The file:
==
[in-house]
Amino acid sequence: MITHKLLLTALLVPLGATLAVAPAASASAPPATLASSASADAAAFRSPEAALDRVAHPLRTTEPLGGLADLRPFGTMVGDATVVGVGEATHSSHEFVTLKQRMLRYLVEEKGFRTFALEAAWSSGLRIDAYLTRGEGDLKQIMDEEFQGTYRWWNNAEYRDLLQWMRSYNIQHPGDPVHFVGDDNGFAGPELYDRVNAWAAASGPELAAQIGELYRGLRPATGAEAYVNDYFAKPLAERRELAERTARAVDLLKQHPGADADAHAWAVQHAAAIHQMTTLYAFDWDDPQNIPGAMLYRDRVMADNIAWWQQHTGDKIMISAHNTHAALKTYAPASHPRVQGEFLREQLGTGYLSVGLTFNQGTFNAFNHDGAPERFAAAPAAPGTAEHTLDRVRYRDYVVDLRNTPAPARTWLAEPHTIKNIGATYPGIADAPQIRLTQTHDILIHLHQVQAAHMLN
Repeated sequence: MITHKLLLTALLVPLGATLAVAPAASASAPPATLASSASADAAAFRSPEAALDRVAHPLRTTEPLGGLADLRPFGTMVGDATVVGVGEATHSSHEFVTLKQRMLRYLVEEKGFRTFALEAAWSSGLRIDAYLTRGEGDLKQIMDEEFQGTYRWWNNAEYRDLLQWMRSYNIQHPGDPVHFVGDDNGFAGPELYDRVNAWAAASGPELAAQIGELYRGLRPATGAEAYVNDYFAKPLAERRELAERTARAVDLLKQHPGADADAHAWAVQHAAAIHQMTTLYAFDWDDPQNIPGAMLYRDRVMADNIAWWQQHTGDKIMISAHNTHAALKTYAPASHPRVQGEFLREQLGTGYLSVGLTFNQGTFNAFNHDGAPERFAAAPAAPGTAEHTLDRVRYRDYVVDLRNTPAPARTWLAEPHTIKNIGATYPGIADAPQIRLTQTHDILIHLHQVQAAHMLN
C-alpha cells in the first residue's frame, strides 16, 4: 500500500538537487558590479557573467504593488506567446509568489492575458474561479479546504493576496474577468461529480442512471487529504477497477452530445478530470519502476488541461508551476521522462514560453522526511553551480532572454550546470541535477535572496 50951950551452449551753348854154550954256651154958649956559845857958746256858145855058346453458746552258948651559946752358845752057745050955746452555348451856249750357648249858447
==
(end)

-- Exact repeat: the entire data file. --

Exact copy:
[in-house]
Amino acid sequence: MITHKLLLTALLVPLGATLAVAPAASASAPPATLASSASADAAAFRSPEAALDRVAHPLRTTEPLGGLADLRPFGTMVGDATVVGVGEATHSSHEFVTLKQRMLRYLVEEKGFRTFALEAAWSSGLRIDAYLTRGEGDLKQIMDEEFQGTYRWWNNAEYRDLLQWMRSYNIQHPGDPVHFVGDDNGFAGPELYDRVNAWAAASGPELAAQIGELYRGLRPATGAEAYVNDYFAKPLAERRELAERTARAVDLLKQHPGADADAHAWAVQHAAAIHQMTTLYAFDWDDPQNIPGAMLYRDRVMADNIAWWQQHTGDKIMISAHNTHAALKTYAPASHPRVQGEFLREQLGTGYLSVGLTFNQGTFNAFNHDGAPERFAAAPAAPGTAEHTLDRVRYRDYVVDLRNTPAPARTWLAEPHTIKNIGATYPGIADAPQIRLTQTHDILIHLHQVQAAHMLN
Repeated sequence: MITHKLLLTALLVPLGATLAVAPAASASAPPATLASSASADAAAFRSPEAALDRVAHPLRTTEPLGGLADLRPFGTMVGDATVVGVGEATHSSHEFVTLKQRMLRYLVEEKGFRTFALEAAWSSGLRIDAYLTRGEGDLKQIMDEEFQGTYRWWNNAEYRDLLQWMRSYNIQHPGDPVHFVGDDNGFAGPELYDRVNAWAAASGPELAAQIGELYRGLRPATGAEAYVNDYFAKPLAERRELAERTARAVDLLKQHPGADADAHAWAVQHAAAIHQMTTLYAFDWDDPQNIPGAMLYRDRVMADNIAWWQQHTGDKIMISAHNTHAALKTYAPASHPRVQGEFLREQLGTGYLSVGLTFNQGTFNAFNHDGAPERFAAAPAAPGTAEHTLDRVRYRDYVVDLRNTPAPARTWLAEPHTIKNIGATYPGIADAPQIRLTQTHDILIHLHQVQAAHMLN
C-alpha cells in the first residue's frame, strides 16, 4: 500500500538537487558590479557573467504593488506567446509568489492575458474561479479546504493576496474577468461529480442512471487529504477497477452530445478530470519502476488541461508551476521522462514560453522526511553551480532572454550546470541535477535572496 50951950551452449551753348854154550954256651154958649956559845857958746256858145855058346453458746552258948651559946752358845752057745050955746452555348451856249750357648249858447